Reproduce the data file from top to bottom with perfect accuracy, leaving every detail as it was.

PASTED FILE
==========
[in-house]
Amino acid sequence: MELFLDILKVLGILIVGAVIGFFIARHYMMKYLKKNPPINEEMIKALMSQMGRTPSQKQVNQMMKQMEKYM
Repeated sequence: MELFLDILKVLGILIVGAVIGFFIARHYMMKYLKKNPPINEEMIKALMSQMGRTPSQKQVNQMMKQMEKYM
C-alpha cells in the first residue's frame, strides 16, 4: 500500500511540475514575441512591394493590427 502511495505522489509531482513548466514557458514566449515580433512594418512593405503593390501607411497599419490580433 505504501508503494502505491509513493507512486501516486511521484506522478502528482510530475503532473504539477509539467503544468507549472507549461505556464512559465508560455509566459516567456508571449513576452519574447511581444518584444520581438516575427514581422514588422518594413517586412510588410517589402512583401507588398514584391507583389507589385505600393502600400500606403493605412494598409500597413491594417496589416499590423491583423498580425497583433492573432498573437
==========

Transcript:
[in-house]
Amino acid sequence: MELFLDILKVLGILIVGAVIGFFIARHYMMKYLKKNPPINEEMIKALMSQMGRTPSQKQVNQMMKQMEKYM
Repeated sequence: MELFLDILKVLGILIVGAVIGFFIARHYMMKYLKKNPPINEEMIKALMSQMGRTPSQKQVNQMMKQMEKYM
C-alpha cells in the first residue's frame, strides 16, 4: 500500500511540475514575441512591394493590427 502511495505522489509531482513548466514557458514566449515580433512594418512593405503593390501607411497599419490580433 505504501508503494502505491509513493507512486501516486511521484506522478502528482510530475503532473504539477509539467503544468507549472507549461505556464512559465508560455509566459516567456508571449513576452519574447511581444518584444520581438516575427514581422514588422518594413517586412510588410517589402512583401507588398514584391507583389507589385505600393502600400500606403493605412494598409500597413491594417496589416499590423491583423498580425497583433492573432498573437